D.C. should place its bets early on legal sports gambling
States are scrambling to react to the Supreme Court’s decision striking down the federal prohibition on sports betting, but it’s the District that could and should be among the first to seize the opportunities presented by legal sports betting.
Time and again, attempts to liberalize the District’s draconian gambling laws have flopped. Sports-pool lotteries and casinos fell foul of objections both procedural and moral. But times have changed. The District rightly liberalized its marijuana laws, and would have an even better regime in place were it not for Congress’s continuing desire to put its views ahead of the city’s residents.
There is an increasing recognition in the District and across the country that illegal markets in popular activities such as sports betting serve only to create scofflaws and benefit criminals rather than protect sporting integrity.
The Maryland House of Delegates passed a bill for a referendum on sports betting this year, but it failed to pass in the Senate. It is unlikely there will be an opportunity for legalization until at least 2020. Virginia is even further behind, with no bill passed and Gov. Ralph Northam (D) refusing to stake out a position.
This inertia gives the District a significant opportunity to capture first-mover gains by capitalizing on the court’s slap-down of overly intrusive federal interference.
Maryland is already benefiting from the opening of MGM National Harbor casino, which derives 40 percent of its business from Virginia.
The District enjoys a thriving sports scene and is well-placed to benefit from a legal and well-regulated betting market. Ted Leonsis, chief executive of Monumental Sports & Entertainment, which owns Washington’s Capitals, Mystics and Wizards franchises, is enthusiastic about the court’s decision. “It brings a multibillion-dollar industry out of the shadows and into the sunlight, where its integrity can be guaranteed and consumers can be better protected,” he wrote.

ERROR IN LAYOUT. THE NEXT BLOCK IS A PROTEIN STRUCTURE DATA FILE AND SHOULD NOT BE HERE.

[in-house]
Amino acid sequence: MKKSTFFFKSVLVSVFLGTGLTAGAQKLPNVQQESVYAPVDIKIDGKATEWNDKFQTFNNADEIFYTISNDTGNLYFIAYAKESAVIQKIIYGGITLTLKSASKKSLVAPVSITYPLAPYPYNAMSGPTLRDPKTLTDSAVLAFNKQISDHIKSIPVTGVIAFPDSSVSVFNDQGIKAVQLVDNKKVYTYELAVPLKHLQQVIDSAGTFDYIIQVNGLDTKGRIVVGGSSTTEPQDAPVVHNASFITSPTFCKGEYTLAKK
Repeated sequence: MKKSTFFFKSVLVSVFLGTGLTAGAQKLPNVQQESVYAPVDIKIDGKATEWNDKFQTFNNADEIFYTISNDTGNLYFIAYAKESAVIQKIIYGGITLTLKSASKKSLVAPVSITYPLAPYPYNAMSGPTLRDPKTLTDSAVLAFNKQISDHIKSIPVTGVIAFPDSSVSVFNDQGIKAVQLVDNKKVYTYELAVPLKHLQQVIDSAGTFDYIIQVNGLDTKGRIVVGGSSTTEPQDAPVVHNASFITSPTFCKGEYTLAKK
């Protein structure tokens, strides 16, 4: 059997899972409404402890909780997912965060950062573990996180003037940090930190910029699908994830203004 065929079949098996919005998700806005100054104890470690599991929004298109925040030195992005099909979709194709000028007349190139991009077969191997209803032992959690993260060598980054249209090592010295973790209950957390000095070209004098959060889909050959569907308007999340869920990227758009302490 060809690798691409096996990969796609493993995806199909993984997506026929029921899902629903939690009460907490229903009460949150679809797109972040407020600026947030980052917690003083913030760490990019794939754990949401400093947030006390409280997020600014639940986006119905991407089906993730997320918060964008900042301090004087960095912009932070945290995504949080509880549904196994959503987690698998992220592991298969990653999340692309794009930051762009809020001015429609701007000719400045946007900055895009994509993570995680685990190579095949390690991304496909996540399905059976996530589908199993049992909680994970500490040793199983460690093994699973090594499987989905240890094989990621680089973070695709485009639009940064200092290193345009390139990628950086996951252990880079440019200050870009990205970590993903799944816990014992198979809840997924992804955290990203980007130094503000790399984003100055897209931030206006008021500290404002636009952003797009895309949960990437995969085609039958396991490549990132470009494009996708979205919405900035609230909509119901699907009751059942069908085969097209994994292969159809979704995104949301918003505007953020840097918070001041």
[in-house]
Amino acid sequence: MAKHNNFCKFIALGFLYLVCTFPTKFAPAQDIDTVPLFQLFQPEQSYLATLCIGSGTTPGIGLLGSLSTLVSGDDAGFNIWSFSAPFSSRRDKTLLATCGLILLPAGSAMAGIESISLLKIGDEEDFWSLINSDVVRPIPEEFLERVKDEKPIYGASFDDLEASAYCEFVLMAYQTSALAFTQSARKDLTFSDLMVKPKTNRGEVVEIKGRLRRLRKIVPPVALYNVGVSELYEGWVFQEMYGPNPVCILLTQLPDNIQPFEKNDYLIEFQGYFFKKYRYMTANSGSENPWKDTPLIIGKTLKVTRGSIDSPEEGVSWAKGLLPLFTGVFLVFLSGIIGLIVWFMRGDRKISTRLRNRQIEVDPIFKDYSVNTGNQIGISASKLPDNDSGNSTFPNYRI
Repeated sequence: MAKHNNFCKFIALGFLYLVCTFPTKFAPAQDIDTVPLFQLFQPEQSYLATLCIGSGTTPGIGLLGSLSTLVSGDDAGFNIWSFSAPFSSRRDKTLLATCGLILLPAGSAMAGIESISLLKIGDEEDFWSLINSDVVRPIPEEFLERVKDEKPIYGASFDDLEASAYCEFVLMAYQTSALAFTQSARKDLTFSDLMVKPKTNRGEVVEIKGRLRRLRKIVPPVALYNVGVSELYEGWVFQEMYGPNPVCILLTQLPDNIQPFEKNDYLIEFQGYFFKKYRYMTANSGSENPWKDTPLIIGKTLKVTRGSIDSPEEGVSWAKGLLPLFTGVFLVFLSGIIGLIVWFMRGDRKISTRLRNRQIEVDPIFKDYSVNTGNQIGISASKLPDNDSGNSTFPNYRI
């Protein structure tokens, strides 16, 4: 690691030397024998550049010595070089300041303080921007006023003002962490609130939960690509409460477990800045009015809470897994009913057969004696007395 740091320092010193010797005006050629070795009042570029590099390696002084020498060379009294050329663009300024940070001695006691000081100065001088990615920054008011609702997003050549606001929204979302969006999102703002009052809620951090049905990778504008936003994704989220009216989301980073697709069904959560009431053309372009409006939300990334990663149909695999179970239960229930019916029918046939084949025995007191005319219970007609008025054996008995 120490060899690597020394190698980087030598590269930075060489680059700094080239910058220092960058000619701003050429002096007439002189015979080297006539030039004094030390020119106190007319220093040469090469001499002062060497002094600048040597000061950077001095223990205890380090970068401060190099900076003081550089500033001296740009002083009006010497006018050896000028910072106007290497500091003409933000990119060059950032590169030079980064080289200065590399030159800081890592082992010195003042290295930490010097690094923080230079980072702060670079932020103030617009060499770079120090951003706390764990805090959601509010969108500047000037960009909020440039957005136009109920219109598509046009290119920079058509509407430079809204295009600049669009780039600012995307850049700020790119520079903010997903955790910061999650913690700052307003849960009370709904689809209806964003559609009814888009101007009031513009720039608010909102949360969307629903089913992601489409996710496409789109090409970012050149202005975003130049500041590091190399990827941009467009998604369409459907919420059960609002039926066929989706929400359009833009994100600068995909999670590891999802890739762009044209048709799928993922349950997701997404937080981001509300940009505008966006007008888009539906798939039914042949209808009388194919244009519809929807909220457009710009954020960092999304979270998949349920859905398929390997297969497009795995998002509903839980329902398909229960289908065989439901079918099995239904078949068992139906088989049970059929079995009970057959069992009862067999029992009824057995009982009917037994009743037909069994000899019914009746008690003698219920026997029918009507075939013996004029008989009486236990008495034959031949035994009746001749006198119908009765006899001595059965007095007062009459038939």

Leonsis is right. Many D.C. residents already bet on sports and they should be able to do responsibly with reliable, safe operators offering odds that reflect reality and it appears this may soon come to fruition. Council member Jack Evans (DWard 2) says he would like to see legal betting before the year is out. “This is a source of enormous revenue, and we need to move forward as quickly as possible,” Evans told The Post. Anirban Basu, economist and chief executive of the Sage Policy Group, agrees, arguing that legal sports betting could have a “significant impact” on the D.C. economy.
But if the District is going to fully reap the benefits of legal sports betting, it needs to ensure a competitive market with proportionate regulations and consumer protections. To maximize revenue, any tax on sports betting must be low. This is because sports-betting providers operate on small profit margins. Set taxes too high, and the entire enterprise becomes unviable, and consumers will continue to place bets with unregulated, off-shore providers. Despite having a decades-long monopoly on legal single-game betting, Nevada taxes just 6.75 percent of gross gaming revenue.
Licensing will also be key. Limiting the number of licenses or charging exorbitant fees will restrict competition to the detriment of consumers. Allowing for a wide range of products and online betting is also a must. Online products are especially important as gambling of any kind is forbidden on federal land, of which there is an abundance in the District.
To ensure that sports betting remains the prerogative of adults, age verifications such as those in Nevada and Britain must be put in place, and adequate support provided to problem gamblers.
According to a 2017 report, 32 states could be offering legal sports betting within five years. Delaware legalized it as of June 5. The question is not whether the District should legalize sports betting, but can it be among the earliest to take advantage of it and reap the subsequent benefits?
The writer is a consumer freedom research associate at Reason Foundation.